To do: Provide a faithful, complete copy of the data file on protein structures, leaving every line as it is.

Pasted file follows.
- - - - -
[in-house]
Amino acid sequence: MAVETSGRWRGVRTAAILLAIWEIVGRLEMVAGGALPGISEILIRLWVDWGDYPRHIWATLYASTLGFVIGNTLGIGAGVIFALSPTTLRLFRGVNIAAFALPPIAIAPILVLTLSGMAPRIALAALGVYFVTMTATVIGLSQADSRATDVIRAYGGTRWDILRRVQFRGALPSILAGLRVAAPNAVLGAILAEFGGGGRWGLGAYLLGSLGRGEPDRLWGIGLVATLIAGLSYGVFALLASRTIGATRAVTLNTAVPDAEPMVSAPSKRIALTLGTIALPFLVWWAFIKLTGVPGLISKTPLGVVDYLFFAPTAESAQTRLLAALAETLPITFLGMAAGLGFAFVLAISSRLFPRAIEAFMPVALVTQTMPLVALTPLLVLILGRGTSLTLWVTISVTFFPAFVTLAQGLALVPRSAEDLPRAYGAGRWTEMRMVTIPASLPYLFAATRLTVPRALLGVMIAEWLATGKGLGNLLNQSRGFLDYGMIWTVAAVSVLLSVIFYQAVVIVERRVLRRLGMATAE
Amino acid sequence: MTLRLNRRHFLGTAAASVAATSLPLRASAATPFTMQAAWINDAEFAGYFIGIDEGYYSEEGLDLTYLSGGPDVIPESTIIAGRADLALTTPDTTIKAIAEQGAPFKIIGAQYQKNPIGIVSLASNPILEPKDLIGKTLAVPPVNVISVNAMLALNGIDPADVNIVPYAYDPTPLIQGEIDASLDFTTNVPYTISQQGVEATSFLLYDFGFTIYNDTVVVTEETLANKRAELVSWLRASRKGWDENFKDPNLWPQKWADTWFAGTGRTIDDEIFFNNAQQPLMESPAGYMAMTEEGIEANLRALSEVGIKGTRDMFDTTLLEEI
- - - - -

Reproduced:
[in-house]
Amino acid sequence: MAVETSGRWRGVRTAAILLAIWEIVGRLEMVAGGALPGISEILIRLWVDWGDYPRHIWATLYASTLGFVIGNTLGIGAGVIFALSPTTLRLFRGVNIAAFALPPIAIAPILVLTLSGMAPRIALAALGVYFVTMTATVIGLSQADSRATDVIRAYGGTRWDILRRVQFRGALPSILAGLRVAAPNAVLGAILAEFGGGGRWGLGAYLLGSLGRGEPDRLWGIGLVATLIAGLSYGVFALLASRTIGATRAVTLNTAVPDAEPMVSAPSKRIALTLGTIALPFLVWWAFIKLTGVPGLISKTPLGVVDYLFFAPTAESAQTRLLAALAETLPITFLGMAAGLGFAFVLAISSRLFPRAIEAFMPVALVTQTMPLVALTPLLVLILGRGTSLTLWVTISVTFFPAFVTLAQGLALVPRSAEDLPRAYGAGRWTEMRMVTIPASLPYLFAATRLTVPRALLGVMIAEWLATGKGLGNLLNQSRGFLDYGMIWTVAAVSVLLSVIFYQAVVIVERRVLRRLGMATAE
Amino acid sequence: MTLRLNRRHFLGTAAASVAATSLPLRASAATPFTMQAAWINDAEFAGYFIGIDEGYYSEEGLDLTYLSGGPDVIPESTIIAGRADLALTTPDTTIKAIAEQGAPFKIIGAQYQKNPIGIVSLASNPILEPKDLIGKTLAVPPVNVISVNAMLALNGIDPADVNIVPYAYDPTPLIQGEIDASLDFTTNVPYTISQQGVEATSFLLYDFGFTIYNDTVVVTEETLANKRAELVSWLRASRKGWDENFKDPNLWPQKWADTWFAGTGRTIDDEIFFNNAQQPLMESPAGYMAMTEEGIEANLRALSEVGIKGTRDMFDTTLLEEI